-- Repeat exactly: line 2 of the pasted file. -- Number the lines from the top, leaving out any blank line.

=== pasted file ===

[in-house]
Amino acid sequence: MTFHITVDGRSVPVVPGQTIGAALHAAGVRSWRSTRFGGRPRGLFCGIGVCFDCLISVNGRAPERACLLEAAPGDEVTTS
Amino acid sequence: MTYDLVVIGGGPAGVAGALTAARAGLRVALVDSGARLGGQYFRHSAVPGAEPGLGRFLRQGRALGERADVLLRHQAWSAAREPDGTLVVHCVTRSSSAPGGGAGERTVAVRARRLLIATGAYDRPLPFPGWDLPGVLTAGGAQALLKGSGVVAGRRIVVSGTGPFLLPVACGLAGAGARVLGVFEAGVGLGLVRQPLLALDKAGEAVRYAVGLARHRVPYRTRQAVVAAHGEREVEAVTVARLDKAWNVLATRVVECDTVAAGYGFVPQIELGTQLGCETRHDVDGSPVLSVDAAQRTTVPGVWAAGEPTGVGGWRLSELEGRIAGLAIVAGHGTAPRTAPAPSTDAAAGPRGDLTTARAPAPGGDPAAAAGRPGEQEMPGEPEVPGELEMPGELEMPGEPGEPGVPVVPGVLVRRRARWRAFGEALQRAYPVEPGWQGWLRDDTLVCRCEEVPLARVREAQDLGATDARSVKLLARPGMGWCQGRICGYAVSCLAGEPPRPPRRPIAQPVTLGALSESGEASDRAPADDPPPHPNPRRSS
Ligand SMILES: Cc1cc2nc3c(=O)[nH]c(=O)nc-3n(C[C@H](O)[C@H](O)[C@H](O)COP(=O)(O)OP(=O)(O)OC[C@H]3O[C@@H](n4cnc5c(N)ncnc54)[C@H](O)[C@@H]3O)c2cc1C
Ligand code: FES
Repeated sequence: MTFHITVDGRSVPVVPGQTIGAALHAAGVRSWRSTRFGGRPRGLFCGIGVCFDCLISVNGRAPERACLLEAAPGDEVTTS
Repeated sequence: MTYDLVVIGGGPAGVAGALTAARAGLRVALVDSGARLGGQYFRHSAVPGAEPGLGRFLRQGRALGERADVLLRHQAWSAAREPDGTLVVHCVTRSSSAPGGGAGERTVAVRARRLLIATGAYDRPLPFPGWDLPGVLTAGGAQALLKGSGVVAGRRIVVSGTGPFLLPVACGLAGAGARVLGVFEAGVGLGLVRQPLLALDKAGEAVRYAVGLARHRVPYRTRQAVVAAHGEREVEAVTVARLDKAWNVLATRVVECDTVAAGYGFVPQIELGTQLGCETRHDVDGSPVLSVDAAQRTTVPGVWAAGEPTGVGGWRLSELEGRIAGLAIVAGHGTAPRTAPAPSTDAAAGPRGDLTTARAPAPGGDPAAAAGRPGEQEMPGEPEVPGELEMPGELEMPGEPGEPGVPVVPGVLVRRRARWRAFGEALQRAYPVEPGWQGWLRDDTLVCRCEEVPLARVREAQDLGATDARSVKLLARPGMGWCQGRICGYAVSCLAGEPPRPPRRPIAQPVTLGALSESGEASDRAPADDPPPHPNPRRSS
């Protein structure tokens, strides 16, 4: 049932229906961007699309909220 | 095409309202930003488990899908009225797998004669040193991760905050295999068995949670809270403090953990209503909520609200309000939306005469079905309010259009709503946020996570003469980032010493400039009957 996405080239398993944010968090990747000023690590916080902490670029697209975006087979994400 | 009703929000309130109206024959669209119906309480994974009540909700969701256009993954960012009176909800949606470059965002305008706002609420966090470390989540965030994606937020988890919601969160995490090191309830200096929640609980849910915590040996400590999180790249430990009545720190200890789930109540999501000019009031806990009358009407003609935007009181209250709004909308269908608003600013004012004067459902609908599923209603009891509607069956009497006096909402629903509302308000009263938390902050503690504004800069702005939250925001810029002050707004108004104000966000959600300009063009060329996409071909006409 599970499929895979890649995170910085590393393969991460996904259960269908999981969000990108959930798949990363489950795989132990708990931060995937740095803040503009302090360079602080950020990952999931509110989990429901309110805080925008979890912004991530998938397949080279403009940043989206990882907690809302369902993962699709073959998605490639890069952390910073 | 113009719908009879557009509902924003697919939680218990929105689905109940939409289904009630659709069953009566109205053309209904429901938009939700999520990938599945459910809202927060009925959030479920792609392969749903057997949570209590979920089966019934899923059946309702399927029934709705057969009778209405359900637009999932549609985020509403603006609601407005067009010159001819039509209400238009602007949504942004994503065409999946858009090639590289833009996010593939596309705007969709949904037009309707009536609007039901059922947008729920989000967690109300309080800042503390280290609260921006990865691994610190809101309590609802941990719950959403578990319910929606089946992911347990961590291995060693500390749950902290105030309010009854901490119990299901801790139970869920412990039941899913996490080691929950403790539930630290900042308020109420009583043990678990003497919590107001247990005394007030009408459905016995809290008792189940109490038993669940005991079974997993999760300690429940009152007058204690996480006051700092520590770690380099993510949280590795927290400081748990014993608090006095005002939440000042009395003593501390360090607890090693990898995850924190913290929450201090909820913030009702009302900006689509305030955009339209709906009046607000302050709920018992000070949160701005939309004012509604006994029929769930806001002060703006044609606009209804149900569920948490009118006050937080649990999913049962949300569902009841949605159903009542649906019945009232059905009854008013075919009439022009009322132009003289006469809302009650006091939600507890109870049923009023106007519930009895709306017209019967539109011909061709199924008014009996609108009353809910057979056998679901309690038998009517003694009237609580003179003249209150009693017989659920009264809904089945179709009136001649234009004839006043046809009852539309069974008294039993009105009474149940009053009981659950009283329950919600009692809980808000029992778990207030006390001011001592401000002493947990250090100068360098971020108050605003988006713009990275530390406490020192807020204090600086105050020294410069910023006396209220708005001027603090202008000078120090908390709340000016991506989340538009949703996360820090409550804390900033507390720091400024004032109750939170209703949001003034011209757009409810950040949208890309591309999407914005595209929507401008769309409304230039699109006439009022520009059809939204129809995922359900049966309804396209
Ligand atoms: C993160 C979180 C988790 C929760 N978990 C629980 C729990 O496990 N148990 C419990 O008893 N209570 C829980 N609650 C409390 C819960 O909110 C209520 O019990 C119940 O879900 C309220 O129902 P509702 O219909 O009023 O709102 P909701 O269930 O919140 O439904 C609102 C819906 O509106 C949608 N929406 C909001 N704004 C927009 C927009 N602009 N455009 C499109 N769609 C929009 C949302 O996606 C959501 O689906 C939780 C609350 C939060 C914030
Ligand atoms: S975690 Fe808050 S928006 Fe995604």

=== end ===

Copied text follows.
Amino acid sequence: MTFHITVDGRSVPVVPGQTIGAALHAAGVRSWRSTRFGGRPRGLFCGIGVCFDCLISVNGRAPERACLLEAAPGDEVTTS